Why Past Minimum-Wage Hikes Have Been So “Small”

Apparently, hike backers also haven’t realized that the reported “small” employment effects of past wage hikes have been largely attributable to how small the hikes have been (10 percent or so, sometimes spread over years) and how easy it has been for employers to offset their low increase in wage costs with reductions in fringes and increases in work demands—as well as with price increases and replacement of unskilled workers with more skilled (productive) workers.

“California could be conducting a social experiment in poverty relief that could very well spark backer-remorse and reduce backers in other states enthusiasm for minimum-wage hikes.”

Because California’s minimum-wage hike is so large this time (and has not been gradually increased), employers could quickly run out of ways to develop offsets for the $4 wage increase, which means that the 25 percent minimum-wage increase can be expected to disproportionately magnify its employment effect (far beyond the “small” percentage effects reported in almost all previous statistical studies). California could be conducting a social experiment in poverty relief that could very well spark backer-remorse and reduce backers in other states enthusiasm for minimum-wage hikes.

Why Covered Workers Who Keep their Jobs Can Be Made Worse Off Than the Workers Who Leave

Typically, economists’ arguments for and against minimum-wage hikes lead to an often-touted conclusion, that workers who keep their jobs are made better off by hikes, while those who are let go are made worse off, because they must accept unemployment or lower-paying jobs uncovered by the hikes. That facile deduction, adamantly supported for decades, is also likely wrongheaded. My explanation is straightforward: When employers offer workers fringe benefits, they likely expect their costs to be covered either by an increase in worker productivity and/or lower wages (brought on by an increase in the number of potential workers). This means that when benefits are reduced because of wage hikes, the value of workers’ lost fringes (say, $5, only as an illustration) will tend to be worth more than their minimum-wage increase ($4 an hour, in the California case). It also means that firm profits will be higher than without the non-wage benefit adjustments.

Doubt that covered workers will suffer non-money-wage effects, often in unseen ways? A bartender at a local casual dining restaurant recently reported his restaurant just hired two employees whose hours were cut at a Chipotle (after Apri1) in the same shopping center, giving his restaurant a chance to expand business in the tight Orange County labor market without having to increase its starting wage. A manager at a local Chick-fil-A has reported that her company has matched the mandated $4 wage increase, keeping its starting wage $1 above the state’s required $20 minimum, but has changed its standards for annual raises; instead of basing raises on both tenure and responsibilities, it now offers higher wages only for increased responsibilities.

The result is that a forced minimum-wage hike will negate many mutually beneficial market trades, making many workers worse off on net: The workers may receive a higher money wage, but will tend to lose benefits and must meet greater work demands. The very workers this legislation was supposed to help will, with time, tend to be net losers.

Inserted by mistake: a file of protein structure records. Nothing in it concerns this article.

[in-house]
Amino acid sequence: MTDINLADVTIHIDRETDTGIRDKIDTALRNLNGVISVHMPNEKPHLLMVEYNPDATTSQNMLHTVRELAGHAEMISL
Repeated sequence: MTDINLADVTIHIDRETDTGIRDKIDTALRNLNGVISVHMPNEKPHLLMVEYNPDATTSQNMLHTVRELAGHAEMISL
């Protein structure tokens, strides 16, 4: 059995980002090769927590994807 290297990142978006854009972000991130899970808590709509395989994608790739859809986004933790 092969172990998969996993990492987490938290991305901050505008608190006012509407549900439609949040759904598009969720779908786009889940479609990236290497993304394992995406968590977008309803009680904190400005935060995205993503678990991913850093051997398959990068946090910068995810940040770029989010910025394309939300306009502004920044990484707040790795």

Concluding Comments

Members of Congress seem to have gotten economists’ message. The federal minimum-wage of $7.25 has not been raised since 2009. The federal real minimum has, as a consequence, deteriorated by 40 percent since 2009.

Yet that real-wage reality doesn’t mean that workers covered only by the federal minimum are worse off today. The market minimum wage in most states has continued to rise. Even if California had no state minimum today, no firm in the state could get by with paying the federal minimum, as evident by the fact that many firms, including fast-food restaurants, were paying above the state’s $16 minimum before April 1, and some restaurants were even paying more than $20 an hour, and with more worker benefits than years ago.

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Nevertheless, many state politicians continue to favor minimum-wage increases. The reasons are not as clear as may be thought: “Politicians want to help poor workers” or “They have simply not appreciated the economics of the minimum wage in competitive markets.” These are not inconsequential points, but they seem too obvious and facile for my academic proclivities. I am inclined to believe that both proponents and opponents of minimum-wage hikes find the political forces behind minimum-wage hikes more powerful than the economic forces. But that is hardly a comfortable admission.


[1] See for example “On the Minimum Wage, Both Sides Have Their Economics Wrong,” by Richard B. McKenzie in Regulation. Summer, 2021.

[2] David Neumark, “California’s Crazy ‘Fast Food’ Minimum Wage Takes Effect,” Wall Street Journal, March 31, 2024. Paywalled.

[3] Craig J. Richardson and Richard B. McKenzie, “Progressives’ Desire to Help the Poor Will End Up Hurting Them Instead.” Library of Economics and Liberty, September 6, 2021.

*Richard McKenzie is a professor of economics emeritus in the Merage Business School at the University of California, Irvine. He is also author most recently of Reality Is Tricky: Contrarian Arguments on Contested Economic Issue and a soon-to-be-released book (June 2024) on Rationality Evolved! Why We Have No Choice Over Having Choices.

For more articles by Richard B. McKenzie, see the Archive.